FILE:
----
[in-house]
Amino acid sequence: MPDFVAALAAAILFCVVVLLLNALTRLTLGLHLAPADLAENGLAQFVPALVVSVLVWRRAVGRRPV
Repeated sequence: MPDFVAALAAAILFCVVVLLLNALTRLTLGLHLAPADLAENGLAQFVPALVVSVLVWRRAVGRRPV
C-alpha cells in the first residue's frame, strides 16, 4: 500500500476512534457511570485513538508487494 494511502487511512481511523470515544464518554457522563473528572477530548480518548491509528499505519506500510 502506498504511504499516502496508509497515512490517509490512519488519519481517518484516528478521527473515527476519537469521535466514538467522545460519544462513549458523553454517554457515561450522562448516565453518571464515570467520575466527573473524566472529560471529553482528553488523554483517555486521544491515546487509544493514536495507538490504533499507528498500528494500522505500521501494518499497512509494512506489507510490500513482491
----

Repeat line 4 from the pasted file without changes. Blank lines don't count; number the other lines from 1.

C-alpha cells in the first residue's frame, strides 16, 4: 500500500476512534457511570485513538508487494 494511502487511512481511523470515544464518554457522563473528572477530548480518548491509528499505519506500510 502506498504511504499516502496508509497515512490517509490512519488519519481517518484516528478521527473515527476519537469521535466514538467522545460519544462513549458523553454517554457515561450522562448516565453518571464515570467520575466527573473524566472529560471529553482528553488523554483517555486521544491515546487509544493514536495507538490504533499507528498500528494500522505500521501494518499497512509494512506489507510490500513482491